Jump to content
  • Advertisement
Sign in to follow this  
pcmaster

OpenGL NVIDIA Cg vs. HLSL vs. GLSL

This topic is 2618 days old which is more than the 365 day threshold we allow for new replies. Please post a new topic.

If you intended to correct an error in the post then please contact us.

Recommended Posts

Greetings, community!

I've worked with both HLSL (4.0+) and GLSL (1.5/3.x) but NVIDIA Cg has barely gone around me. I'll be in need of porting a DirectX 11 software to GNU/Linux and probably OS X, therefore, somehow, into OpenGL. The SW has dozens of HLSL über-shaders and a resource system built on top of DirectX 11 resources. The SW does not use any swap-chain, everything is rendered to buffers and textures, not to screen. It isn't really real-time.

Now, it'd be of much help, if you, guys, helped me explain the state of the art with Cg, for example, and a few other things. So:

1. Does Cg really support all the current features of DirectX 11 (HLSL 5) and OpenGL 4.x (GLSL 4.x)? I read it should. I'm only targeting SM5.0 HW, nothing lower.
2. Does Cg work seamlessly on GNU/Linux and Apple desktop platforms? I read it should.
3. What's its main difference to DirectX API and OpenGL API which themselves are conceptually different? Does Cg abstract DX10+ concepts such as devices, contexts or views anyhow?
4. Do you think there's another, better, way? In any sense. Anything abstracting the aforementioned concepts, so they'd work with OpenGL platforms, too?
5. What about ATI/AMD GPUs with NVIDIA Cg?
6. How about shader compilation? Will still OpenGL drivers need to compile each shader on-the-fly, unlike the DX fxc.exe?

Cg came to my mind for this purpose since it's supposed to "output DirectX and OpenGL code" and it looks like HLSL, obviously :-) I know I'd get to the answers myself eventually but I'm still hoping for any insights.

Share this post


Link to post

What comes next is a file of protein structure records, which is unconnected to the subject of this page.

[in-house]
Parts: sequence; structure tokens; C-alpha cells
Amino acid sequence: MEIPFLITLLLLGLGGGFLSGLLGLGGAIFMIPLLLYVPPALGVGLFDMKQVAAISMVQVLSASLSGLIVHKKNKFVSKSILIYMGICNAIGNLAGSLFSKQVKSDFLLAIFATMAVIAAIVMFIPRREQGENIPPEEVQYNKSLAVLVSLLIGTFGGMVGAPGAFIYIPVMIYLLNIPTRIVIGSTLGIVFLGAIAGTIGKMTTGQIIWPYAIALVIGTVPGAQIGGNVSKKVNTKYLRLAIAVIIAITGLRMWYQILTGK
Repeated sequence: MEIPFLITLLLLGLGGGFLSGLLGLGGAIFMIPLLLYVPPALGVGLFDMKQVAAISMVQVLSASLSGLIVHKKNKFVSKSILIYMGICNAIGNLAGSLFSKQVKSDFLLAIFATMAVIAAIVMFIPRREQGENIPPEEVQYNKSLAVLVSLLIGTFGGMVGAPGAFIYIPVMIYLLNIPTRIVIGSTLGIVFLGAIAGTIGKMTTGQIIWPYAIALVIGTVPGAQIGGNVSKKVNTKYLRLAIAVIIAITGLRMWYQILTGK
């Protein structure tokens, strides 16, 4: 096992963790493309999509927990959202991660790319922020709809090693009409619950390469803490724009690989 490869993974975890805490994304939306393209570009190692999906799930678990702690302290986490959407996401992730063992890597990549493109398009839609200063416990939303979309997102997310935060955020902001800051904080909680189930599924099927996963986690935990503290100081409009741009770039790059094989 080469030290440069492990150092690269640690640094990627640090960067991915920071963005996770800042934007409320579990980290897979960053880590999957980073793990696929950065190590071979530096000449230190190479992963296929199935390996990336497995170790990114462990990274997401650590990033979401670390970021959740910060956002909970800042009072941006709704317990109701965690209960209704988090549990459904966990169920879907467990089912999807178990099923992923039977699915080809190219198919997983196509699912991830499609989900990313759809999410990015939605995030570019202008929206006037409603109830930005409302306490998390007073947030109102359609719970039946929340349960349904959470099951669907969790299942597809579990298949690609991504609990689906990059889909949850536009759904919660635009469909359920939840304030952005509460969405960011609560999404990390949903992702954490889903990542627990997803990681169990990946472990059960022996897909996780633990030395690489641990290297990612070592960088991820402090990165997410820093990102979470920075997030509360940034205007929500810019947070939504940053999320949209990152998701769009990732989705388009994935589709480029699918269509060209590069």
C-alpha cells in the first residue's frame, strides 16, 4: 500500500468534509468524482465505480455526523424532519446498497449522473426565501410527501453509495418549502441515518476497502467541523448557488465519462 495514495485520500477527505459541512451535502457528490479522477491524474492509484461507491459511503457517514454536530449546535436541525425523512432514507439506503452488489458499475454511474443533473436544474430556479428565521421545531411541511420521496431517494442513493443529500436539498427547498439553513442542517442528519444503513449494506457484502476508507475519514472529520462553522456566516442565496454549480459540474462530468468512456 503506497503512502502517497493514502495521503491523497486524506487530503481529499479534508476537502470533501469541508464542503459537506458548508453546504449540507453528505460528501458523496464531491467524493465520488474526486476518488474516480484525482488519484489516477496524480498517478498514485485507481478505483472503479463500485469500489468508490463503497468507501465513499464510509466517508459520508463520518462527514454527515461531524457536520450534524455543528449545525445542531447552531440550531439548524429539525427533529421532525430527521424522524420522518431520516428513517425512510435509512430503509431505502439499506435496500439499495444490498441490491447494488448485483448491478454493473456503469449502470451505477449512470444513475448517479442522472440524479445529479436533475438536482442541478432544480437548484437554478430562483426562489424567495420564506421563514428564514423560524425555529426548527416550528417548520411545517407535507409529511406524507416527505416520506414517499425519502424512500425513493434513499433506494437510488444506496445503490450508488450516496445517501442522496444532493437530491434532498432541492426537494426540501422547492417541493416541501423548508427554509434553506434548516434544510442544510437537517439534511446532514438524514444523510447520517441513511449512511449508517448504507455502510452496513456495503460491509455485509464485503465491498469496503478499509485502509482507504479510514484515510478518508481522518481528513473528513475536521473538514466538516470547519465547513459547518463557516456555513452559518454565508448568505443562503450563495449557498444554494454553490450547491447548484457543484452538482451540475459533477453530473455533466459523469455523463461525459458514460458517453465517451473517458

Share on other sites
Advertisement

1. Does Cg really support all the current features of DirectX 11 (HLSL 5) and OpenGL 4.x (GLSL 4.x)? I read it should. I'm only targeting SM5.0 HW, nothing lower.
2. Does Cg work seamlessly on GNU/Linux and Apple desktop platforms? I read it should.
3. What's its main difference to DirectX API and OpenGL API which themselves are conceptually different? Does Cg abstract DX10+ concepts such as devices, contexts or views anyhow?
4. Do you think there's another, better, way? In any sense. Anything abstracting the aforementioned concepts, so they'd work with OpenGL platforms, too?
5. What about ATI/AMD GPUs with NVIDIA Cg?
6. How about shader compilation? Will still OpenGL drivers need to compile each shader on-the-fly, unlike the DX fxc.exe?

Cg came to my mind for this purpose since it's supposed to "output DirectX and OpenGL code" and it looks like HLSL, obviously :-) I know I'd get to the answers myself eventually but I'm still hoping for any insights.


1 & 2) Should as that's the point of Cg, but I don't have first hand experience.

3 & 4) If you look at the Cg API reference manual, the Cg runtime is broken into a "core" runtime and specific modules for Direct3D 8-11, and OpenGL. Its in those that things get specific like setting a device, binding/unbinding the shaders (since you need the device), setting shader resource views, etc. So if your application can switch between rendering systems, this is the part you'd need to use in an abstraction.

5) I would assume ATI shouldn't have any problem, because by that time Cg shaders will be compiled down into the respective representations that HLSL/GLSL would be in. Getting your Cg shaders into that state and using them at runtime however, is what's different - and that's all CPU based.

6) The Cg toolkit does come with a compiler similar to fxc, but the output would be GL/D3D specific compiled code. I believe if you keep with the Cg source programs to be loaded at runtime, it will always be on the fly since it'll have to be translated at some point.

Share this post


Link to post
Share on other sites
Sign in to follow this  

  • Advertisement
×

Important Information

By using GameDev.net, you agree to our community Guidelines, Terms of Use, and Privacy Policy.

GameDev.net is your game development community. Create an account for your GameDev Portfolio and participate in the largest developer community in the games industry.

Sign me up!